This is the real essence of AGV. This is the authentic perfection of obsession.



The company Gino Amisano founded proudly took the initials of his name and town – Amisano Gino Valenza – to form the name AGV and a legend was born. A legend that would transform almost every aspect of motorcycle racing.
Trained as an accountant and with previous experience as a partner in a company making leather saddle covers and soft helmets for cyclists, Amisano’s first products were immediately on the leading edge: leather saddles for the revolutionary Lambretta and Vespa just launched on the market, and an equally innovative leather helmet.


Unlike the soft helmets of the time, AGV’s forward-looking design formed a leather outer over a mold and then baked it slowly to form a rigid protective shell that was fitted with a comfortable energy-absorbing padded leather lining. And so, the first example of the modern helmet concept was born.

AGV experimented with a wide range of alternative shell materials until settling upon an innovative solution that marked a revolutionary development in helmet design, creating the first fiberglass crash helmet in 1954.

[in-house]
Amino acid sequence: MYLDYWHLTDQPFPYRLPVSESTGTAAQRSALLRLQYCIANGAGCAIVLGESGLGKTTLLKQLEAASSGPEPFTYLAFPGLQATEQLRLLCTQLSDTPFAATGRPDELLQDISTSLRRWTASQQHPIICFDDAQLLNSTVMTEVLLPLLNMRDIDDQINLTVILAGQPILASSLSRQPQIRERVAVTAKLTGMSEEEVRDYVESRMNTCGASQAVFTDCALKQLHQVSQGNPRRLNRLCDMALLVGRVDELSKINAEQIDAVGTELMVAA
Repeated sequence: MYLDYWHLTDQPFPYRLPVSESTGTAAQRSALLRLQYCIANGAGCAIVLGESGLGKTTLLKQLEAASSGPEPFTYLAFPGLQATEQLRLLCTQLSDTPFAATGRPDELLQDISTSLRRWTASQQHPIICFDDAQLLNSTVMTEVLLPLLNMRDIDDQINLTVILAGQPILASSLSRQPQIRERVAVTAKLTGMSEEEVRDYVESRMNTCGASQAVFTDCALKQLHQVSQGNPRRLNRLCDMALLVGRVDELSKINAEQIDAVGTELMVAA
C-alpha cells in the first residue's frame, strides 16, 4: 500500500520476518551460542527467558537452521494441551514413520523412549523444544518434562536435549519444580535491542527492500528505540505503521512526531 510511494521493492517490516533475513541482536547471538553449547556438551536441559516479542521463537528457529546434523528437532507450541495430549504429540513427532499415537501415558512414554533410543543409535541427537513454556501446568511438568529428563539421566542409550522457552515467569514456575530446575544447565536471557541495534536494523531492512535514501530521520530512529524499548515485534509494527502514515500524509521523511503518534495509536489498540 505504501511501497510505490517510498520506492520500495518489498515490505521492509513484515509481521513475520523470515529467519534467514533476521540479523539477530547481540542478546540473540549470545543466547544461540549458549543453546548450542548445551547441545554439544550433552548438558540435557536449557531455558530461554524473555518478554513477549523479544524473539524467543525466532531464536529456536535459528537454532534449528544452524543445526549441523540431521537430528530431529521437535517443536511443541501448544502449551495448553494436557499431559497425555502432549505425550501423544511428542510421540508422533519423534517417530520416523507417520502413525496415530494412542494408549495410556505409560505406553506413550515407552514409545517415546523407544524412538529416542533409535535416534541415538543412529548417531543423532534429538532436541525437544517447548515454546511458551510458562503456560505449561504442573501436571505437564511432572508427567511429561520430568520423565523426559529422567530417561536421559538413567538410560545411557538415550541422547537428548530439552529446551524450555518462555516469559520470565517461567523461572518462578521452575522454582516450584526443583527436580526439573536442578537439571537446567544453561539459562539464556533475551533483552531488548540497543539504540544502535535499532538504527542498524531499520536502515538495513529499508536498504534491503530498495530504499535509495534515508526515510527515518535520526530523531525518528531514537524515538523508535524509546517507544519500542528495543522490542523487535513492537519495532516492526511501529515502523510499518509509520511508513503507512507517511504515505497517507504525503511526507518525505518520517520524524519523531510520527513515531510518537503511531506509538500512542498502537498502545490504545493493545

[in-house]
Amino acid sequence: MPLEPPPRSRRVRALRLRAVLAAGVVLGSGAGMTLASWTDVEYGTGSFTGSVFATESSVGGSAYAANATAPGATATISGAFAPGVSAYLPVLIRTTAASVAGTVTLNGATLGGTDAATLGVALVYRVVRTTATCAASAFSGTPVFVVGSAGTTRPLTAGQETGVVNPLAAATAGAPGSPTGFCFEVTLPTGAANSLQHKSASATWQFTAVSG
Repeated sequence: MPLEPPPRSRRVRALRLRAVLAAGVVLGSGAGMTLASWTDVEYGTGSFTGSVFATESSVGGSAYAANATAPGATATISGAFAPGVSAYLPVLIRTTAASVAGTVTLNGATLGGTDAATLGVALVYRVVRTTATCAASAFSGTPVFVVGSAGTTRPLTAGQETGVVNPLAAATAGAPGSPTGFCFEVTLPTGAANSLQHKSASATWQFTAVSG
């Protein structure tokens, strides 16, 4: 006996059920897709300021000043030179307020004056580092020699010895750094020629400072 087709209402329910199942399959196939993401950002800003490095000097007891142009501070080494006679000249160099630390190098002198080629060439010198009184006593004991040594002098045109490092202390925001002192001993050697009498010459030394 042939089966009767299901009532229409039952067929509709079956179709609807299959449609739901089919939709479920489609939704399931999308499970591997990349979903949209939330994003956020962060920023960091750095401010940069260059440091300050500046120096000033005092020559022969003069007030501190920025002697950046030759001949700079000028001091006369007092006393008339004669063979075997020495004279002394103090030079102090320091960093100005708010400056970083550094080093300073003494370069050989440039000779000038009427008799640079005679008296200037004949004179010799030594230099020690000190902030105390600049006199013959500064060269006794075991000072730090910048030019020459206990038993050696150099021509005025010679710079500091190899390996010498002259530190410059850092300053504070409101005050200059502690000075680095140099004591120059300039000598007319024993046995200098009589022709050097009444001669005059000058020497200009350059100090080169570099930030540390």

The next big step forwards came just two years later when AGV superseded it’s classic “pudding basin” or “shorty” shape with the much more protective, enveloping design of the “Jet” helmet.


AGV has also been a force for change in many areas outside helmet design. It revolutionized life on the racetrack by actively involving top champions in the testing and development of its world-leading designs, starting with MV Augusta’s star racer Carlo Bandirola, an early adopter of the first fiberglass design.

Following fast on his wheels was Renzo Pasolini, who only moved on from his beloved AGV Jet to the company’s championship-winning full-face models in the seventies.
AGV was also the first company to really make its mark on the racetrack when it pioneered trackside advertising in 1958, displaying a banner on a prominent bend. Within months the company had become a household name, its logo frequently seen in newspaper and magazine photos worldwide, as it would be later on TV.